But it didn’t have to be this way. Like the history of education, a little history of the health care system can give us a window into roads not traveled and possibilities lost.

Health Care Before the Statrix

Going to a doctor in the late decades of the 19th century or the early decades of the 20th century was not a fun experience. Of course, going to the doctor at any time is rarely fun, but before medicine began to broadly incorporate modern scientific breakthroughs, such as the germ theory of disease, doctors had little professional standing that differentiated them from other “healers,” such as snake-oil salesmen and homeopaths. Starting in the last decades of the 19th century, however, the AMA began pushing state governments to establish or strengthen licensing regimes. On top of that, in the early decades of the 20th century, the AMA began extending its control of the profession to medical schools by determining which schools were qualified to have their graduates take the licensing exams.

The AMA’s goal was to establish and maintain the professional standing of doctors and to ensure that doctors preserved their autonomy. In the 1920s and 30s, the organization feared that medical care would be subsumed into the emerging corporate model, and doctors would become dependent “organization men” who were at the mercy of a competitive marketplace. Thus, the AMA policed how doctors were paid.

There were many payment systems being tried at the time. Mutual-aid societies and fraternal orders pooled resources to contract physicians, who came to be known as “lodge doctors.” Businesses employed doctors to keep track of the health of their workers. Such practitioners of “industrial medicine,” an accepted specialty at the time, would oversee the work environment and provide on-site clinics. Henry J. Kaiser, the father of modern American shipbuilding, created a medical care system for his employees that employed doctors on a salaried rather than on a per-patient or per-service fee—a model still used by what would become Kaiser Permanente. Labor unions used dues to cover members’ medical bills or negotiate services with physicians and hospitals. Finally, doctors grouped together to form multispecialty clinics, such as the famed Mayo Clinic, and they were paid either by a form of insurance or by prepayment of dues. The prepayment model became popular due to its ability to combine many specialists together under one roof—no need to wander around town getting referrals—and for its ability to control costs.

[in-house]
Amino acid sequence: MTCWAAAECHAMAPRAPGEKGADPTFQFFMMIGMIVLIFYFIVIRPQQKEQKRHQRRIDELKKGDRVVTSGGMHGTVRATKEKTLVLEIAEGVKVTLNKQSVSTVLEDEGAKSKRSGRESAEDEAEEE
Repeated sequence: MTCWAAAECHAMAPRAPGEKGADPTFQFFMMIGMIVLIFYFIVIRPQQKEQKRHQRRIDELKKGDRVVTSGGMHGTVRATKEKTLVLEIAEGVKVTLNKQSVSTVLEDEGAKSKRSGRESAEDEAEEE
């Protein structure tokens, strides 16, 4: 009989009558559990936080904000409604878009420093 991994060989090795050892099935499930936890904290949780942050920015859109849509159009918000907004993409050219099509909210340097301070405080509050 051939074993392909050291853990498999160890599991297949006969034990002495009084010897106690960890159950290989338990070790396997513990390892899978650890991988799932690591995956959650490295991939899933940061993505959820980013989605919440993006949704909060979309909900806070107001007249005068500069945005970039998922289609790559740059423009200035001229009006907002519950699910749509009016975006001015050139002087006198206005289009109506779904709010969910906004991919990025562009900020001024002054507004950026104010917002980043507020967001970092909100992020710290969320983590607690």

To the AMA, all these models posed a threat to physician autonomy and professional standing. In these payment models, the organization saw the seeds of excessive bureaucratization, commercialization, and corporatization. Ironically enough, the AMA feared that large medical organizations made a government takeover easier, arguing that “insurance schemes in the hands of the profession at the outset, drift inevitably, as do all plans initiated by private groups, into bureaucratically administered compulsory insurance under government control.”

To enforce its policy preferences, the AMA utilized all the force at its disposal, that is, force it acquired by essentially controlling the government-imposed licensing system. Physicians who practiced under forbidden payment systems had their licenses and hospital-admitting privileges revoked. Doctors colluded to refuse to refer patients to group practices and insurance groups. The AMA also went to war against specific, widely known doctors, such as the Ross-Loos group in Los Angeles, California, by expelling them from the association and threatening those who worked for them.

Yet, the times they were a-changing. The 1935 Social Security Act showed the AMA that there was a real possibility for government-mandated and -funded insurance. In fact, FDR had rejected a proposal to include government-funded health care in the act out of a fear of AMA opposition. By 1938, however, more proposals for government-funded insurance had come out, and in July, the Department of Justice filed an antitrust suit against the AMA for its persecution of physicians associated with the Group Health Association, a prepaid group that served federal workers. The AMA saw the writing on the wall, and in an emergency session of its House of Delegates, the organization approved private insurance.